We have been rather critical of the events offered in
the country by the local AAAs and the municipals that
are big players of road races in the country. The municipals
have large budgets but they are more focus on the frills
and trying to please the VIPs in their respective constituency
and do not place adequate importance of the runners.
Many a times we feel we are there to make up the numbers.
We decided we want to change this and the mindset that
comes with it. We started to preach that runners are
the customers of road races and the organizers are to
walk the extra mile to provide good customer service.
We do not want marshals or officials who are rude and
shout at runners. We want helpful service with a smile
at all points of contact between the runners and the
organizers. We feel only the runners know what is important
to the runners and therefore we will take on the challenge
to fulfil this.
We listed down the following key features of event;
1. Finisher medals for all runners
2. Quality event vest for all runners
3. Breakfast after event for all runners
4. Individualized certificate with time, position and
5. No prize monies, only product vouchers
6. Challenging route, our famous double hill route
7. Traffic safety and adequate water stations
8. Punctuality at the start
9. Friendly services at each contact point; end to end.
10. Volunteerism at its best
Part B : Developing the Event
Our initial approach to sponsorship is to seek a sports
brand to come in as the title sponsor by providing the
apparels (the event vests for the participants) and
the prizes for the winners. We believe that once this
is resolved, we could take care of the rest of the expenditure
from our entry fees. The focus on seeking the other
co-sponsors is more to provide or pay for those other
items we need such as medal, isotonic drinks, water
and breakfast. In seeking sponsorship we prepare a concept
paper and back up with a VCD on the event the previous
year. The title sponsor for 2003 and 2004 was Nike and
New Balance took over from 2005 to 2009. A more detailed
discussion on the event sponsorship is discussed in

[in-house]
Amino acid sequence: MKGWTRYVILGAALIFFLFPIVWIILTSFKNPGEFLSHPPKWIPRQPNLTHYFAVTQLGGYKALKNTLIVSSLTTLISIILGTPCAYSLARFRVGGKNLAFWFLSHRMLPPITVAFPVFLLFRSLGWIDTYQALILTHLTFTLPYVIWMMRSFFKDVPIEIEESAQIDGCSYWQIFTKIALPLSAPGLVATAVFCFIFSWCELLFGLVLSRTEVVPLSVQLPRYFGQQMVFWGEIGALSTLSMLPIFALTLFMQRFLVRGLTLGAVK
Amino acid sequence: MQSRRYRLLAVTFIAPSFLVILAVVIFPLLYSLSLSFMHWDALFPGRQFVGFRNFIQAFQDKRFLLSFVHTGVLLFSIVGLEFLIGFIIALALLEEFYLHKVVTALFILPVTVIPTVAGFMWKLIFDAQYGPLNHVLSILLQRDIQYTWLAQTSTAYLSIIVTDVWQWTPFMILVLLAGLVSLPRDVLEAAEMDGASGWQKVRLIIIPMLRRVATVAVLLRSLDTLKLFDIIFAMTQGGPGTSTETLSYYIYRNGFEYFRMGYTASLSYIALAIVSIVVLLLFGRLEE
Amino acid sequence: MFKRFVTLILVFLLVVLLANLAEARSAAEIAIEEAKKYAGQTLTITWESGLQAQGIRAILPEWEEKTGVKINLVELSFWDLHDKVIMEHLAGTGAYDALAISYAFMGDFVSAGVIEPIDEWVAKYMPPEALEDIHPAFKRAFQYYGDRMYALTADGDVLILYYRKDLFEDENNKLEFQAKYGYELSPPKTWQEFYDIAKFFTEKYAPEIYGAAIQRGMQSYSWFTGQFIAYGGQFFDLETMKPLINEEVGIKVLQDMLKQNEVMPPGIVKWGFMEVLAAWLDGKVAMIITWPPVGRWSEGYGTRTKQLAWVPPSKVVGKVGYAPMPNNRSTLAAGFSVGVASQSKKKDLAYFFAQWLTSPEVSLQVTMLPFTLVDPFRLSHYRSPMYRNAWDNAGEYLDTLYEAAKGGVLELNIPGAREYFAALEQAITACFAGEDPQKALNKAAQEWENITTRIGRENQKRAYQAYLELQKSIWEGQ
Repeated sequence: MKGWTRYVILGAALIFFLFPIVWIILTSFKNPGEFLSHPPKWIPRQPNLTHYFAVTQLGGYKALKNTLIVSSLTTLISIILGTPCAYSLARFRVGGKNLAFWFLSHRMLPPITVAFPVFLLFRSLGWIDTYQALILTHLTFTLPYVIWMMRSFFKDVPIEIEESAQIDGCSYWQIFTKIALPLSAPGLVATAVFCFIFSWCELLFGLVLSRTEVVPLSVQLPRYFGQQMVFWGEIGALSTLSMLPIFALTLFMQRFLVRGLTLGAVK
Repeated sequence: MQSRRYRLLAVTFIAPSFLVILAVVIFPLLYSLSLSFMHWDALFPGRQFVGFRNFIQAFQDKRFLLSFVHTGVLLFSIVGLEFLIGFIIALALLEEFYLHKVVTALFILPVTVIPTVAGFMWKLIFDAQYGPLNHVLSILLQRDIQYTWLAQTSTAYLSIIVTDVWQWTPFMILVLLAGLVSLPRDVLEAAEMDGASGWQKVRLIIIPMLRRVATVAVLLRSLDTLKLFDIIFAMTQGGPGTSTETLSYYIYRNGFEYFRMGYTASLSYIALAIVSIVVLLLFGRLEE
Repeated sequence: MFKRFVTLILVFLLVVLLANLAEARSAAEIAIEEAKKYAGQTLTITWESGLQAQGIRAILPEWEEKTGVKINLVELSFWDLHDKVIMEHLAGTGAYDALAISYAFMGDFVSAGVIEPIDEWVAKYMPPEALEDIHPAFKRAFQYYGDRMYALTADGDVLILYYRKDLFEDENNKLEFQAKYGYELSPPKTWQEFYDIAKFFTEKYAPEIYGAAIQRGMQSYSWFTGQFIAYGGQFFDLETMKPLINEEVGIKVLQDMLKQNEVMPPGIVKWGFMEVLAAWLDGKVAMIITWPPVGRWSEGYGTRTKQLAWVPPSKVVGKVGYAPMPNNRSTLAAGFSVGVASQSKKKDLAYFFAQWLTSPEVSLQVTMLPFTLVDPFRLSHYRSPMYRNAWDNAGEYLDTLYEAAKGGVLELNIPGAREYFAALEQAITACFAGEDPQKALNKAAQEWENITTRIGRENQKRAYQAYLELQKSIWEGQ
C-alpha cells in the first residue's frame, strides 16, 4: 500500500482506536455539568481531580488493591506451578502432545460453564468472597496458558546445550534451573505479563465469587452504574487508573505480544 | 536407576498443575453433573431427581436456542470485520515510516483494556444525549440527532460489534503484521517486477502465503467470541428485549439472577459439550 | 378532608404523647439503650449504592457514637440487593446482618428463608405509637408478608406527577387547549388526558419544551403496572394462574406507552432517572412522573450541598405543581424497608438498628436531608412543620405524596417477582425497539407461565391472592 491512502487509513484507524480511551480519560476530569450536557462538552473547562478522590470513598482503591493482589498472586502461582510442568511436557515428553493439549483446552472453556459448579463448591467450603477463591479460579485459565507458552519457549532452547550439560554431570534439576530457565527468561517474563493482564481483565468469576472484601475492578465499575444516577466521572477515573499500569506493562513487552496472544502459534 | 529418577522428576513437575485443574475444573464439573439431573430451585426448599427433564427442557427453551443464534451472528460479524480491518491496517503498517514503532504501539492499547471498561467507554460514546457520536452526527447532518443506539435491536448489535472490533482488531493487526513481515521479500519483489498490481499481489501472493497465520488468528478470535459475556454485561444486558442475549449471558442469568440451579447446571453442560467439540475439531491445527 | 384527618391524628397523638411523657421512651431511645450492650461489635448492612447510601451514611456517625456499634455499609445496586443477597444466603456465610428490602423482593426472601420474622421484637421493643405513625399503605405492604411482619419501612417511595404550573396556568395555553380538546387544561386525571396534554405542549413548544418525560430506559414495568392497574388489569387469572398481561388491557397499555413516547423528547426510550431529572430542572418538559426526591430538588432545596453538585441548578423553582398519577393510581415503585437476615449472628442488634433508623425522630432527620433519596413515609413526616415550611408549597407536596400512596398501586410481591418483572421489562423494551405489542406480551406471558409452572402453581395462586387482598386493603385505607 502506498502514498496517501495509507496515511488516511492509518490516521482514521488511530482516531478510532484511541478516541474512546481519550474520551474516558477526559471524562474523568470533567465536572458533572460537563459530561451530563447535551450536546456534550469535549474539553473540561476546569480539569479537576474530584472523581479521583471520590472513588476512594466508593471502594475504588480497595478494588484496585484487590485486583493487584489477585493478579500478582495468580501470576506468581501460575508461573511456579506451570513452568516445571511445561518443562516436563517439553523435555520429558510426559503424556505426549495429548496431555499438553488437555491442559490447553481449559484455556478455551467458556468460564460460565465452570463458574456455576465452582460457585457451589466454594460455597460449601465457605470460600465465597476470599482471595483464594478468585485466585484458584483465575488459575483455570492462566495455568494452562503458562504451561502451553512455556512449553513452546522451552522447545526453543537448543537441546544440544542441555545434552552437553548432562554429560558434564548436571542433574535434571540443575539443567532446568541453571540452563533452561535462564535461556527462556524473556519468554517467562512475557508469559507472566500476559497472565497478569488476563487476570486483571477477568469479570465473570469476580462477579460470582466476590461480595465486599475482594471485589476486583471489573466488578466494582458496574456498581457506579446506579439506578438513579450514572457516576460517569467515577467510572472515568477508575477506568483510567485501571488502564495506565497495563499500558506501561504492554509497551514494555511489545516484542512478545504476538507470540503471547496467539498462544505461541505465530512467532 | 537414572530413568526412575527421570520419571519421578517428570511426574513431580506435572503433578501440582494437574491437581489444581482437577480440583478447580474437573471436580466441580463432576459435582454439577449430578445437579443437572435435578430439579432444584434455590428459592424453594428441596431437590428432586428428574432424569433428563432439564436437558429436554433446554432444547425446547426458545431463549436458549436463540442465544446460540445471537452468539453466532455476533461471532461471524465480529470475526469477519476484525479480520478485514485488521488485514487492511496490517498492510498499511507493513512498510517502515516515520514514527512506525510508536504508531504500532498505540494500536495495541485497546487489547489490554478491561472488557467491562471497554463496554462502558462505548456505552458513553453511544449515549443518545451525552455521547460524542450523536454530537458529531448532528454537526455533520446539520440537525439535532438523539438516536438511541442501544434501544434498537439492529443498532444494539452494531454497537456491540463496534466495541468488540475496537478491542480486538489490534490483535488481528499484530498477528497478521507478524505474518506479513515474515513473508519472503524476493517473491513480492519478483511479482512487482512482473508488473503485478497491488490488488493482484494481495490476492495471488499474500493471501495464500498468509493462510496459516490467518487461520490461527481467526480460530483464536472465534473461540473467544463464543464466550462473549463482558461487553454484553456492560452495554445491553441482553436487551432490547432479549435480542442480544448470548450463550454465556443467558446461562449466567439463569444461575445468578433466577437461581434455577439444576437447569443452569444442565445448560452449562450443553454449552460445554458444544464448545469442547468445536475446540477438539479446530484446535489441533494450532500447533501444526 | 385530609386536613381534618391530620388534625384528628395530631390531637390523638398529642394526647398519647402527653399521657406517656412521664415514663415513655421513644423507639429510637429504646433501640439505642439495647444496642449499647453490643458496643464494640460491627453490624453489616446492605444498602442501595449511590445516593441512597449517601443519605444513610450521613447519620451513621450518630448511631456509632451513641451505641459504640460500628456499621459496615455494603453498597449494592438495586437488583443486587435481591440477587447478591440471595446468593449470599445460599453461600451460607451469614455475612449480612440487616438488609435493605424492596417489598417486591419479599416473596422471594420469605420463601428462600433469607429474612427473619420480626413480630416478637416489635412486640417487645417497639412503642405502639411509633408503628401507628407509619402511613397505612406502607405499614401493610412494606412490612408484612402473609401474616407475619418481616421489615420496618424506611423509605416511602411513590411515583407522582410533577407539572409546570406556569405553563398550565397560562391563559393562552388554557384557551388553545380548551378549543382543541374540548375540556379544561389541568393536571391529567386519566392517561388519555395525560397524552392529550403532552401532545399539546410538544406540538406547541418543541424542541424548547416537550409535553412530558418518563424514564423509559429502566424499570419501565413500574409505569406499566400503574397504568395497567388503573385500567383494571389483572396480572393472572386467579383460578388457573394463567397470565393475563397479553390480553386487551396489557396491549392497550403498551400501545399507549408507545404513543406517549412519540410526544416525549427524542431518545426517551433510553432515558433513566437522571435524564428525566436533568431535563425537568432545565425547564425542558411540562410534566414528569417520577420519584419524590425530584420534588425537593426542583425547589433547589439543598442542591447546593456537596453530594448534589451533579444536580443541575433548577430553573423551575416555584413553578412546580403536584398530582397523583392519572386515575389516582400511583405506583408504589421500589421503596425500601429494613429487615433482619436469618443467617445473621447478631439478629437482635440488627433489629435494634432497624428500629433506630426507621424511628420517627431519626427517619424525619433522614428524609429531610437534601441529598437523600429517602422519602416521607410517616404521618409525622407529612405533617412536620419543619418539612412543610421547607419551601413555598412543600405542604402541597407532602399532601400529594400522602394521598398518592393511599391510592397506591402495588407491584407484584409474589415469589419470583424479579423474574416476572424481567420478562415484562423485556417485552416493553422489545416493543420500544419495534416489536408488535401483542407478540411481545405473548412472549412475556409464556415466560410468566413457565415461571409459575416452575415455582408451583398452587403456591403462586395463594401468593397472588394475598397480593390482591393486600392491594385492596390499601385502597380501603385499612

Module 5 assignment.
Entry Form & Route Charting
Once the designing phase is over we have to do two things
quite simultaneously, we need to talk to the potential
sponsors and we also need to design the entry forms.
In the first year the entry form can be a challenge
as it is full of information. We need to draft the rules
of the event, putting in the all important registration
information. We need to chart the route. I remember
during our first year in 2003, we charted and measure
the route on the second day of Chinese New Year. We
used a car and a racing bike fitted with a distance
meter. The distance of our intended route was 15.1km
and that fits in to our intended distance of 15km. The
Pacesetters 15km takes its shape with the route map
When all the information needed are in, the designer
incorporate the event logo and the registration form
Organization Chart & Event Checklist
We do not have a separate organizing committee for the
event as it was felt that the same committee should
undertake the event. I as the president of the club
will be the de facto Race Director of the event. Our
treasurer of the club will also look after the finance
of the event.
We do not need a very formal execution
plan but I drafted a checklist literally listing down
the A to Z that the event needs. This checklist is updated
each week and email out to the whole committee such
that each member is well aware the status of the event.
As Race Director, I personally track and update the
Stakeholders of event
We identify 3 key stakeholders of the event; the runners,
the club and the sponsors. The runners want a good event
and good experience in a sport they love. The club have
our own objectives as highlighted above. The sponsors
want exposure to their brands. We endeavour to satisfy
all three parties to ensure our event is continuing
Budget & War Chest
When we drafted out budget, we knew that we only need
a title sponsor to pay for the event vests and we are
not out of pocket. Any other sponsors coming in will
add richness to the event, defray other expenditure
and we could make a profit. We were the first organizer
to charge RM40 per entry for the event which was unheard
of back in 2003. The usual rate for event then was RM10
per entry. We feel the higher rate is justified as we
are giving much more to the runners and they appreciate
the difference. The high rate of repeat customers year
after year is a clear sign that our rates are reasonable,
despite higher than market rates.
After the first two years, the club has made some profit
from the events as well as enjoying a surplus arising
from a larger members' base. The club has a healthy
balance sheet and set aside a sum of money we loosely
call it "the war chest" This sum of money
gave us confidence to commit into starting an event
before sponsorship is confirmed. It also allows us to
pay off vendors and service providers as and when we
incur the expenditure to earn ourselves as a good paymaster.
Sponsors tend to be notorious in confirming late on